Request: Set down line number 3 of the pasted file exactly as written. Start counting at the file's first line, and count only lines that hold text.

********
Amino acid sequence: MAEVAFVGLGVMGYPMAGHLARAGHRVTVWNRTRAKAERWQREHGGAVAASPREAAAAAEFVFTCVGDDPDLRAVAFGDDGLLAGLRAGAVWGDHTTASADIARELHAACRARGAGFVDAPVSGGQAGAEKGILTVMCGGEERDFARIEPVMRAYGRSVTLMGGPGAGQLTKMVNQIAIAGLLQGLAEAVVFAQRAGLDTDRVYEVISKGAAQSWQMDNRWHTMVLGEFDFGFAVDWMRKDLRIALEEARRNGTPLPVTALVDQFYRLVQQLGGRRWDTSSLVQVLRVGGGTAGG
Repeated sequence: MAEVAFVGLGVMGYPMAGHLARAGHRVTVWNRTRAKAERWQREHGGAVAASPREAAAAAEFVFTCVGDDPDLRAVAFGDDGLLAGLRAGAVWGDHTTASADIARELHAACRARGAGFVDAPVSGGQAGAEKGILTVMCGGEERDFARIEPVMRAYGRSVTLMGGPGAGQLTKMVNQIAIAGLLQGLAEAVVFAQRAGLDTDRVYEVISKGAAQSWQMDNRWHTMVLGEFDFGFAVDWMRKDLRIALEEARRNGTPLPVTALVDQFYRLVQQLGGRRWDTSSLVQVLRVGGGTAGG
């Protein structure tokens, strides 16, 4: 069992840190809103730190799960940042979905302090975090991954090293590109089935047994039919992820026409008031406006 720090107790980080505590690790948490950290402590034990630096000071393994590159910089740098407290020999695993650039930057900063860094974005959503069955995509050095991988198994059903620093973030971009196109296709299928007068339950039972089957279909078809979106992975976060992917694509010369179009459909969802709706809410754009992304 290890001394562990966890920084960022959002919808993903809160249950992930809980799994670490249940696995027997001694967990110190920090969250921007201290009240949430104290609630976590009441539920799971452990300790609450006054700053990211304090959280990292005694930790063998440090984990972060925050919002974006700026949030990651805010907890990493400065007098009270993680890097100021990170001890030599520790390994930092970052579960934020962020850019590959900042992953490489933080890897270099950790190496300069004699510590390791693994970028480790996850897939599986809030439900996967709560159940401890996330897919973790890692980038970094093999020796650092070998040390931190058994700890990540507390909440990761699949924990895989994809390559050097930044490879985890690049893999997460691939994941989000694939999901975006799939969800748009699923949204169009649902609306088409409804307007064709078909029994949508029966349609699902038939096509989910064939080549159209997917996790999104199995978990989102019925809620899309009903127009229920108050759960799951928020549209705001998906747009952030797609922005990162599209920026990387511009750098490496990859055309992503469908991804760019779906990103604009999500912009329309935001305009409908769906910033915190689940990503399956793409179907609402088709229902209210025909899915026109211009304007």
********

């Protein structure tokens, strides 16, 4: 069992840190809103730190799960940042979905302090975090991954090293590109089935047994039919992820026409008031406006 720090107790980080505590690790948490950290402590034990630096000071393994590159910089740098407290020999695993650039930057900063860094974005959503069955995509050095991988198994059903620093973030971009196109296709299928007068339950039972089957279909078809979106992975976060992917694509010369179009459909969802709706809410754009992304 290890001394562990966890920084960022959002919808993903809160249950992930809980799994670490249940696995027997001694967990110190920090969250921007201290009240949430104290609630976590009441539920799971452990300790609450006054700053990211304090959280990292005694930790063998440090984990972060925050919002974006700026949030990651805010907890990493400065007098009270993680890097100021990170001890030599520790390994930092970052579960934020962020850019590959900042992953490489933080890897270099950790190496300069004699510590390791693994970028480790996850897939599986809030439900996967709560159940401890996330897919973790890692980038970094093999020796650092070998040390931190058994700890990540507390909440990761699949924990895989994809390559050097930044490879985890690049893999997460691939994941989000694939999901975006799939969800748009699923949204169009649902609306088409409804307007064709078909029994949508029966349609699902038939096509989910064939080549159209997917996790999104199995978990989102019925809620899309009903127009229920108050759960799951928020549209705001998906747009952030797609922005990162599209920026990387511009750098490496990859055309992503469908991804760019779906990103604009999500912009329309935001305009409908769906910033915190689940990503399956793409179907609402088709229902209210025909899915026109211009304007």